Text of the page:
Britain's biggest police force is set to reveal a boost in the number of firearms officers in the wake of terrorist atrocities involving marauding gunmen.
Scotland Yard is preparing to make an announcement on Thursday including the scale of the planned increase, which was mooted following the recent attacks by fanatics in Paris which saw 130 people killed.
In a LBC radio interview on Wednesday, Metropolitan Police Commissioner Sir Bernard Hogan-Howe told Nick Ferrari that a "significant" announcement will be made in the next 24 hours.
There are currently around 2,000 firearms officers in the Metropolitan Police and the number of armed patrols was increased after the murders in France.
Last month UK counter-terrorism bosses revealed for the first time that police marksmen are being told to walk over casualties and go forward to confront terrorist gunmen should there be an attack.
Assistant Commissioner Patricia Gallan said then that there was likely to be an increase in the number of trained firearms officers in the capital.
Outgoing City of London Police Commissioner Adrian Leppard also suggested that the Army could be called in to man armed cordons if there were multiple gun and bomb attacks, as in the French capital.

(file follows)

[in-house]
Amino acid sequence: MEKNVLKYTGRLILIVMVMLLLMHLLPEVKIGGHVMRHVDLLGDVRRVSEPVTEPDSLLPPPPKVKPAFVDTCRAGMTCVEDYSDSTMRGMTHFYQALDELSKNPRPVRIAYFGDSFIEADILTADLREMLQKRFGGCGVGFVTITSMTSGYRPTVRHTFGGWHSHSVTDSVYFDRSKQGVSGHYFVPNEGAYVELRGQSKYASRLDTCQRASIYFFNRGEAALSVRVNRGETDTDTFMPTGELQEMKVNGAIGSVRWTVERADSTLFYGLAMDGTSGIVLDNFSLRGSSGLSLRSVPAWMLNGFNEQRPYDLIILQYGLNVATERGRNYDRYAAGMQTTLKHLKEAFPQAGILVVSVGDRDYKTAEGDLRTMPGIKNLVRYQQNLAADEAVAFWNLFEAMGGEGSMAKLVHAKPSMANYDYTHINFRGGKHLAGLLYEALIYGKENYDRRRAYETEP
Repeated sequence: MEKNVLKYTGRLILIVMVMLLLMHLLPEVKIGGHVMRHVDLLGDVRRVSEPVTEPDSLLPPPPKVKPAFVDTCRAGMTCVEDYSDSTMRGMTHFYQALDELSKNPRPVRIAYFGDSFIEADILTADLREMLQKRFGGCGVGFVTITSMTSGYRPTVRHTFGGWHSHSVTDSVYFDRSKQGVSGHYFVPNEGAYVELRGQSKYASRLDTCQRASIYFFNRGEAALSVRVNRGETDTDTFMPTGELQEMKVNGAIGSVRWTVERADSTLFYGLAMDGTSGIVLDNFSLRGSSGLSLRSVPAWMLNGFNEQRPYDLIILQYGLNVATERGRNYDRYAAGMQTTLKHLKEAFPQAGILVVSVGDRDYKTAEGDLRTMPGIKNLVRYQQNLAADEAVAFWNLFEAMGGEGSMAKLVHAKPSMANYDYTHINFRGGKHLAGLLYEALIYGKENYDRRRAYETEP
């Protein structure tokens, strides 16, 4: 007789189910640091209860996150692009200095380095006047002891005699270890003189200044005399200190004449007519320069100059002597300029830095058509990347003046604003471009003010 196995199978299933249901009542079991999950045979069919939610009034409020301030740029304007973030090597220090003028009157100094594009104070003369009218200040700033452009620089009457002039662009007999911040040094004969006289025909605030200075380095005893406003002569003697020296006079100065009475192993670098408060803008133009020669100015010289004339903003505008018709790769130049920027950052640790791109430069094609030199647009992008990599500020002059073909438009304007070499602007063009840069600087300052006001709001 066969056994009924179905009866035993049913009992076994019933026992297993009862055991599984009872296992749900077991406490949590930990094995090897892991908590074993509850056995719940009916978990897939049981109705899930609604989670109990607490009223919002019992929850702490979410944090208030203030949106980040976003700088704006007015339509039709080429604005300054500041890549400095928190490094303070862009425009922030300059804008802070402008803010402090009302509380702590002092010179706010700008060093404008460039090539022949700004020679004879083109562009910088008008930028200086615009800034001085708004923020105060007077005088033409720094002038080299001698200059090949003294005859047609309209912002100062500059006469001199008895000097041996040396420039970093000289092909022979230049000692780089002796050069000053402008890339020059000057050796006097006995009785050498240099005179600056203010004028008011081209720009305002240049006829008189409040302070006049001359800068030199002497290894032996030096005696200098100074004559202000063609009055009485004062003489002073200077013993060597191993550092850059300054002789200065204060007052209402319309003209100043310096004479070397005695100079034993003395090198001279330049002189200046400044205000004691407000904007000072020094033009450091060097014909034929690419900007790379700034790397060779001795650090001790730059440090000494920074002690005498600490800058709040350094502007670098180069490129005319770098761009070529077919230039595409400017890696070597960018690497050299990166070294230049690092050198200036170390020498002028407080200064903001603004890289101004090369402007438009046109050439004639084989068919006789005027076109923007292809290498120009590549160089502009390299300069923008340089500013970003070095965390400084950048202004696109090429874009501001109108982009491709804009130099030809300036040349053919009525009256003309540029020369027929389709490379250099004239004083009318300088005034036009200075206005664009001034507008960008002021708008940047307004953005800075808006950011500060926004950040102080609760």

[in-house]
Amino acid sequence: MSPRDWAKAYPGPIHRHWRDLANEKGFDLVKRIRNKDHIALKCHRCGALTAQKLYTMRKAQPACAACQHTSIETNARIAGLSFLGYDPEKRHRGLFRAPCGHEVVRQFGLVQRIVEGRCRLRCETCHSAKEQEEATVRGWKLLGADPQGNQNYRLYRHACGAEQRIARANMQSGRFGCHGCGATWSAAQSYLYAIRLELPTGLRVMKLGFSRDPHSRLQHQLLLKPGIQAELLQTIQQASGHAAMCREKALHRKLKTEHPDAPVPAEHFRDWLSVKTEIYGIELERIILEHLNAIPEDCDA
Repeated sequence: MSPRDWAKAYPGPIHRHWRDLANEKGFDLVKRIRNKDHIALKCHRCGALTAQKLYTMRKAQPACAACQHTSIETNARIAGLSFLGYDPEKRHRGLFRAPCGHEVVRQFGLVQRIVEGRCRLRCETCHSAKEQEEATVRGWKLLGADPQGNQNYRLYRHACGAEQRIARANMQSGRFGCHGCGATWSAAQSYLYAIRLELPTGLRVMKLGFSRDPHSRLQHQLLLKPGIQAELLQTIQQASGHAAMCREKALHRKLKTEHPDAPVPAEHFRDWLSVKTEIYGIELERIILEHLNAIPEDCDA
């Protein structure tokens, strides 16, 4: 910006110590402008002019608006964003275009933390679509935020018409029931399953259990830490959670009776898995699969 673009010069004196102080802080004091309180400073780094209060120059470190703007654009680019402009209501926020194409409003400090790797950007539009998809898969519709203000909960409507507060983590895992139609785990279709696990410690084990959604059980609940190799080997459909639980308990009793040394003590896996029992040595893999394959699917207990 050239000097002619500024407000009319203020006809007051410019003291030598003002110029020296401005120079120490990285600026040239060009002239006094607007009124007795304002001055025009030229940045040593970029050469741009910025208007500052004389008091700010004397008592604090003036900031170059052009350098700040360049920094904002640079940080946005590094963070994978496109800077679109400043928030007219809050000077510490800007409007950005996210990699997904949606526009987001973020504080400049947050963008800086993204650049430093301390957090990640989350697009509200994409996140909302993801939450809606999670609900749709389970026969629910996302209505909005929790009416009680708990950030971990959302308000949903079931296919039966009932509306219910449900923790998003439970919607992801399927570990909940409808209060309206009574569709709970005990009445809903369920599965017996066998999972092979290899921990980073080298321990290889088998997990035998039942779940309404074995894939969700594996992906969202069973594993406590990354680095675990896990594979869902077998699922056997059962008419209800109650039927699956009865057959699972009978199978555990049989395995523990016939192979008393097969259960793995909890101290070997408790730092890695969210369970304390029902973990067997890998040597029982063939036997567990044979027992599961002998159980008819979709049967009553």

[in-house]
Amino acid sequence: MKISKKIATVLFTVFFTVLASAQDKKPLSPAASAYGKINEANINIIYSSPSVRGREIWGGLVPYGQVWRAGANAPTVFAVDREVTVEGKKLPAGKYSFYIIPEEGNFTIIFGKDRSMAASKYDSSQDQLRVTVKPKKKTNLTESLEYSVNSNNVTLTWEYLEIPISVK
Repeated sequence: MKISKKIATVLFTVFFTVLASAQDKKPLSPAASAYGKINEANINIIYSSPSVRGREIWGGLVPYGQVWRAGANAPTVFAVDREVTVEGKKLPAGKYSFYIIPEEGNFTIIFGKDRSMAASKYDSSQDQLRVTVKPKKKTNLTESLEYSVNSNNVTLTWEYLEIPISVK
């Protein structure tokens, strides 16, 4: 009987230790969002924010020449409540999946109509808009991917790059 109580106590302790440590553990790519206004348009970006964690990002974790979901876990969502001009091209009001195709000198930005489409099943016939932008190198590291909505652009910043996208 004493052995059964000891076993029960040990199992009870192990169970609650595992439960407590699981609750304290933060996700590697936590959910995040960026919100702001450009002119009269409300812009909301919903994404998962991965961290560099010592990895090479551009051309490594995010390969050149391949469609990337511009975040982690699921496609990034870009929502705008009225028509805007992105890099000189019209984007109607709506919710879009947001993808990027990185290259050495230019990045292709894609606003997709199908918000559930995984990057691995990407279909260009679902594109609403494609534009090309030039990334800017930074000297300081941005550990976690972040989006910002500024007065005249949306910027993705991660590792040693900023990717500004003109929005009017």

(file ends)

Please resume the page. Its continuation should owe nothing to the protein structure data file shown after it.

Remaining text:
Sir Bernard revealed he is meeting with armed officers every two weeks in a bid to maintain morale, after he raised concerns that marksmen should have greater protection in the wake of a fatal shooting.
This followed the death of Jermaine Baker, 28, during a police operation to stop an alleged prison break in north London in December.
He said: "I've actually met a very large number of our firearms officers after the incident in Haringey to see how they felt, what their complaints might be and I've got a taskforce running now.
"I'm seeing a group of them every two weeks with things that I've put in place to encourage more officers to feel that they've got confidence that I'm supporting them, and in turn the public are supporting them."
Prime Minister David Cameron is considering legal changes to make it more difficult to prosecute police marksmen who shoot terrorists.
Andy Burnham, Labour's shadow home secretary, said: "Labour gives this a cautious welcome after successfully forcing George Osborne to back down on his planned cuts to the police at the Spending Review.
"Today's announcement sounds like good news in the wake of the Paris attacks but we do have to ask where the money is coming from.
"If it's taken out of neighbourhood policing so we see police officers come off the beat, or if it's money that isn't then available to other big cities around the country, then that wouldn't be right."